If you hold certificates valued at $100. in silver, you at least have a benchmark to measure them by instead of a man in an expensive suit puffing out his chest to project his authority as he declares the same about his greenback notes backed by… well, nothing!

When NORFED gets their offices, records and precious metals back from Bernanke’s boys I think I am going to pick up a few of his Liberty commemoratives as an investment. It looks like they could outperform the U.S. dollar, of course a can of mixed nut can do that right now. Don’t believe me? Just check the price of mixed nuts!

Friday, November 16, 2007

Will foreigners save Hawaiian real estate?

More from Peter Slate at Haiku Properties.

From: "Peter Slate" <SA7@PeterSlate.com>
Date: November 14, 2007 1:07:05 PM HST
To: <
Subject: Maui - 10 / 2007

Thanks for your comments and feedback.

Instead of analyzing the October sales figures, I’ve attached the Real Estate Association of Maui’s sales summary. Particularly interesting are the sales figures on page 4, which show the total number of sales month to month, and year to year, dating back to 2002. By looking at these figures, you’ll see there were many more sales, month to month, and year to year in 2003, 2004 and 2005 than in 2006 and 2007. I’ve often wondered about the mental tug of war between buyers and sellers, and now I get to see the transition in action. Considering the large number of new developments that have come on line in the last three years, combined with the growing number of people listing their properties, its no surprise Maui’s real estate market is anxious. Listed in Maui County, today, any buyer has the choice of 1086 homes, 1333 condos and 519 pieces of vacant land. There are 153 homes (14 %) in escrow, 116 condos (9 %) in escrow and 50 pieces of land (9.7%). These escrow numbers are sobering, no question.

More rate cuts are expected when the Fed meets on 11 December. Should this happen, it will total three rate cuts in four months. Sound familiar ? Remember April of 2002 ? Given that real estate movement lags rate cuts anywhere between three to six months, we anticipate buyers to return soon (Dec/ Jan) based on the half point September rate cut. Interestingly enough, I recently spoke with a Canadian couple this weekend who bought on Maui a year ago. They wanted to know the current state of market. After a short explanation, the wife, head in hands, said “Oh s…t, now is the time we should have bought!’ With a weak dollar, “very motivated” sellers, and excessive inventory on the market, foreign money could very well turn this market this winter. Now is the time to do your due diligence and position yourself to buy. Looking forward the next six months, we could see one of the great buying opportunities for years to come.

Please note, if you’d like to opt out of this letter, simply reply to this mail telling me so.

Thank you,

John Papazian R(B) Peter Slate R(S)
Haiku Properties Haiku Properties
808 878 6800 808 276 4017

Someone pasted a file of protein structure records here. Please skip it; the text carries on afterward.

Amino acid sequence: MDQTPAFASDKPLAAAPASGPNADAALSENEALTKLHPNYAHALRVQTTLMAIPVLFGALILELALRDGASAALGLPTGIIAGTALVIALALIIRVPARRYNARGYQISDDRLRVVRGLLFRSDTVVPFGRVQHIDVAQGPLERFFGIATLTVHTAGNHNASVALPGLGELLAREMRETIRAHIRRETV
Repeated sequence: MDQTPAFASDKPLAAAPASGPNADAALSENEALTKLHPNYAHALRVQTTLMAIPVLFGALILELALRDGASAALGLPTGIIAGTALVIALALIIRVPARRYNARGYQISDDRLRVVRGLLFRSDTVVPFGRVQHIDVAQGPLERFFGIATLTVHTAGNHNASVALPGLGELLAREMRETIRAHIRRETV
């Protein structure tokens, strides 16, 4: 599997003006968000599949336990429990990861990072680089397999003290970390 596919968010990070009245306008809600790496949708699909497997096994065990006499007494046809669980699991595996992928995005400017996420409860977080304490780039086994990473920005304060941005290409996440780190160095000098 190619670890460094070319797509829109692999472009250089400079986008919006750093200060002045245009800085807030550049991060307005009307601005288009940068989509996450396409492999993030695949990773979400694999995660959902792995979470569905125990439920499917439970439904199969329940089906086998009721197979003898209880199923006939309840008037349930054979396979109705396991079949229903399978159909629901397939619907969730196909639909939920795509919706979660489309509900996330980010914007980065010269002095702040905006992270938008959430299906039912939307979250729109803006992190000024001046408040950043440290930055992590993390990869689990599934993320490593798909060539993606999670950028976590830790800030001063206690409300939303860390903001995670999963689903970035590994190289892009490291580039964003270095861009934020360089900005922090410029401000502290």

I detect a bit of wishful thinking from Peter on this e-newsletter. The hope that foreigners, on the strength of their currencies over the dollar will come in and save Hawaii real estate is probably a nice warm dream. Careful not to wet the bed...

While it is true, Canadians, for instance, find their currency reaching parity against the U.S. dollar. Good on them...
Some Canadian cities are still experiencing rising real estate values. The secret is out though Peter, American real estate is doomed and getting doomeder. O.K., I made that word up.
Anyway most savvy Canadians won't run outside while it's raining knives. Sure, I know they talk funny but that doesn't mean they're stupid.

While foreigners are thrilled about their currencies' nominal rise against the Greenback, it will most likely manifest as consumer spending. People still like shiny stuff. It's a D.N.A. thing...

I just came back from a month long trip to the East coast of the U.S. There were angry passengers on my way back to Europe when many could find no room left in the overheads to put any of their four or more bags. Judging from the conversations, I was the only American on the flight.

Maybe foreigners will save Christmas, hopefully before the realization that that their own currencies are merely fiat and of no more real value than ours. I doubt however that they will save our real estate market. keep in mind that the R/E bubble and the free-for-all credit that made it possible is a global phenomenon and many foreigners would have to liberate equity in their own homes, many of those homes falling in value as I write this.

Canada is behind the curve and some crazies still think that real estate prices never go down. But no one is immune. $400-trillion tied to failing credit derivatives tells me that's so. The U.S. is a $14-trillion economy; you do the math... $400 trillion, that's a lot of clams.

Also your wishful thought that dropping interest rates will spur sales is just that, wishful. Global financers are skittish, they are seeing derivative write-downs (re-pricing downward of massive investments) every day now. Liquidity is getting pinched off. It doesn't matter how low the borrowing rate goes if no one will loan the money.

Look for the real financial fits to come from institutions, not at the consumer level. As banks and brokerages begin to show cracks, interbank relations will break down, that's when the real hurt will begin and contagion will spread from there rapidly.